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As the private equity deal team evaluates an investment, there comes a point when top-line growth or go-to-market (GTM) cost out enters the deal thesis. That window often comes near the first-round bid. At this point, enough data and management access is provided to execute a meaningful Commercial Diligence effort.

Commercial Diligence starts with two fundamental questions:

  1. What changes are needed to optimize the model?
  2. What investments are needed to enter and win in new and adjacent markets?

Answering these questions requires an understanding of the target’s marketing, sales and post-sales organization as well as peer and competitive reference points. Deal teams must understand the model itself (motions, roles, organizational structure, etc.), as well as how it performs against key benchmarks including, sales and marketing expense to revenue, lifetime value (LTV) to customer acquisition cost (CAC), gross recurring revenue (GRR), net recurring revenue (NRR), productivity per seller, span of control, and others.

In addition to confirming the model and its past performance, the deal team must gauge the model’s ability to deliver results TODAY. If recent lead volumes, pipeline, win-rates, new account mix, and other leading indicators do not offer confidence in the business’ ability to deliver the proposed or modeled growth plan, management will be on their heels out of the gate. They will not give the needed mindshare to the value creation plan (VCP).

Finally, Commercial Diligence helps evaluate the management team’s ability to productively deploy commercial resources. Do they have the talent and experience to take the offering to new and adjacent markets? Do they have critical line management and operational roles in place to help the team scale? If the pieces to enable growth are not in place, the impact of value creation will be further delayed.

In this article, we will further explorer the two fundamental questions for Commercial Diligence to be done right.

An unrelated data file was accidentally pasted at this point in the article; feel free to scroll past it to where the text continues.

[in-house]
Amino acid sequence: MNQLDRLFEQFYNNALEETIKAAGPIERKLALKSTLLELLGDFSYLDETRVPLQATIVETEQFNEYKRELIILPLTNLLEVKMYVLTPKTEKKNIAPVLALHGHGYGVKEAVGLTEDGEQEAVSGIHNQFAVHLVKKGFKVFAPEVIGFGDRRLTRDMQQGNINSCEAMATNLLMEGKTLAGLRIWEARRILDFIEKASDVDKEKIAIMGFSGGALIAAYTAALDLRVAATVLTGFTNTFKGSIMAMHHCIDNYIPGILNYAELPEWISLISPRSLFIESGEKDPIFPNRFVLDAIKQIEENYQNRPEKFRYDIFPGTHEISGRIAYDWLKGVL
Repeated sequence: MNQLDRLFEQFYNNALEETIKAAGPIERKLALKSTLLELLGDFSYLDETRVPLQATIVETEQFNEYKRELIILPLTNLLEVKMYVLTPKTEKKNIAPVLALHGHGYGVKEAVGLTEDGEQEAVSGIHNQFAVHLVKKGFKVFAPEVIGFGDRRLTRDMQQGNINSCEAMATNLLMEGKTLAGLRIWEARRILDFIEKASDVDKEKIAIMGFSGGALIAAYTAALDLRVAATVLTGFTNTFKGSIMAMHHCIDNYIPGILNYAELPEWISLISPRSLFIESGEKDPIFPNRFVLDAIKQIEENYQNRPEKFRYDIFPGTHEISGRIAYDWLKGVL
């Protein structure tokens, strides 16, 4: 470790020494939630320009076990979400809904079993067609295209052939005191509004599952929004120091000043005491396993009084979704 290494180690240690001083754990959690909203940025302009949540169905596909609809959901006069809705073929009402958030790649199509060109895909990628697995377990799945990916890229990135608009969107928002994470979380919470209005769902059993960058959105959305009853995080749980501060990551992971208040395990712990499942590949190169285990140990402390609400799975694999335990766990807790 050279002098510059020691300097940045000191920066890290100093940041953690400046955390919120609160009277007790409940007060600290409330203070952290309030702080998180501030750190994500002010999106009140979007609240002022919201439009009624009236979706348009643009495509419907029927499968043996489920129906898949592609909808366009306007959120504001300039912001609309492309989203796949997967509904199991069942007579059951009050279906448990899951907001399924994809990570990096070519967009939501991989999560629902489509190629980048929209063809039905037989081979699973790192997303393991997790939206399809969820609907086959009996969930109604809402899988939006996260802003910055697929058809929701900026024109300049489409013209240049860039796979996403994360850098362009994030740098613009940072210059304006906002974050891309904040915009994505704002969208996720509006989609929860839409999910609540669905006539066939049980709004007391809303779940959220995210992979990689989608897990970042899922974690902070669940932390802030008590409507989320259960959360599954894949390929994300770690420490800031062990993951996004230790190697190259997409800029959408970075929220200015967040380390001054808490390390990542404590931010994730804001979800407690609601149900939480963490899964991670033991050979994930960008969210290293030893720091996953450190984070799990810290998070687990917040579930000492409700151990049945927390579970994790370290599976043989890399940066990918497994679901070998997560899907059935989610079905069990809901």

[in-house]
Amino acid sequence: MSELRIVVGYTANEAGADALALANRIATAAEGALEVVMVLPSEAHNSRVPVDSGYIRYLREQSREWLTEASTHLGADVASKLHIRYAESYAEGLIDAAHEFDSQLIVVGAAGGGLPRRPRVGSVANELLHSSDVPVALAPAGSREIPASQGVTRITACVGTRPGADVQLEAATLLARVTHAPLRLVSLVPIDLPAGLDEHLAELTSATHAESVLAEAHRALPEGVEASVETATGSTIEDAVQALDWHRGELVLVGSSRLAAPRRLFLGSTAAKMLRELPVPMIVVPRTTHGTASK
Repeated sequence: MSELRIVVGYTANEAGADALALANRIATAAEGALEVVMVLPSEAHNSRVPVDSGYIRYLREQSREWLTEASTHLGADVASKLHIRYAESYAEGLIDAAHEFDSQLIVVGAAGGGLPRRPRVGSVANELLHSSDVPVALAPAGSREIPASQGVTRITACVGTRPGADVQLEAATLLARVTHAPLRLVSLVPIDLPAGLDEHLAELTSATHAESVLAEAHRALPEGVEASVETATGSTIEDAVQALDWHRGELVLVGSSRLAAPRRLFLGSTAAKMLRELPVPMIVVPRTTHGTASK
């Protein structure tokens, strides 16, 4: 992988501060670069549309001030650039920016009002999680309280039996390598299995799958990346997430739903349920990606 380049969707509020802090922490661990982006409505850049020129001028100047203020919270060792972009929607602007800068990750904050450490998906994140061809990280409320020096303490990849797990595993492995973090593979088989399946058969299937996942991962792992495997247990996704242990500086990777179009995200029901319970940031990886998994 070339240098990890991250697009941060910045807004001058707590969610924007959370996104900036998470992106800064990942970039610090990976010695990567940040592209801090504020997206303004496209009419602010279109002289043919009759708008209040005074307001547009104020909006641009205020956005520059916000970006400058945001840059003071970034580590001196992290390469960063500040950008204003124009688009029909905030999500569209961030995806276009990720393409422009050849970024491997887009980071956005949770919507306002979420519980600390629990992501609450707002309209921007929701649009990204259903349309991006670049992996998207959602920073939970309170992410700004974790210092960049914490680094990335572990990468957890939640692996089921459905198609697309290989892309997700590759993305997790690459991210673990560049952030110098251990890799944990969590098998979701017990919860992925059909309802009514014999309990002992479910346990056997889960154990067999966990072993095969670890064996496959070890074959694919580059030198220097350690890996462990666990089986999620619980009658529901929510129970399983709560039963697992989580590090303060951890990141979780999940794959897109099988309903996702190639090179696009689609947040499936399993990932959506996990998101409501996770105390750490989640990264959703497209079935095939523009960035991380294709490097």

What is “Commercial Diligence?”
Commercial Diligence is not the “market work.” Market work is a critical input that helps the deal team understand the market size, growth drivers, target’s estimated share, and competitive positioning, and often includes customer research. These efforts produce a point-of-view on market attractiveness and customer value drivers. They often help the deal team understand the target’s “sweet spot” and identify parts of the market the target should attack. These efforts rarely explore the target’s ability to win those markets. They do not evaluate the target’s marketing, sales and post-sales engine. They do not produce an early view of the value creation efforts needed to bring the deal thesis to life. Enter Commercial Diligence.

While the length of due diligence might be months, a Commercial Diligence effort is completed in three to four weeks. The effort consists of primary research, data room absorption and analysis, benchmarking, management and supplemental customer interviews, and others.

Commercial Diligence produces an evaluation of the target’s go-to-market (GTM) model, answers key GTM and growth questions, details the future state needed to bring components of the deal thesis to life, delivers inputs to the deal team model, and lays out the value creation plan management must execute to deliver the anticipated return. The output enables the deal team to underwrite growth and gauge management’s willingness to implement a strategy.

Optimizing the Go-to-Market Model

Before investing in the go-to-market (GTM) model, it’s prudent to ensure the baseline model is sound and efficient.

Doing so starts with evaluating management’s pathways to growth. Has the management team fully fleshed out how they will deliver the growth plan? Are they missing anything? Worse yet, are they overly confident or pegging future growth to a narrow set of opportunities? A solid growth plan will incorporate multiple vectors including new customer acquisition, existing customer expansion, and retention (includes executing pricing strategy). A complete set of growth pathways will consist of introducing new offerings, entering new geographies, winning in new segments (e.g., enterprise, mid-market, small business), and bringing the solution to adjacencies.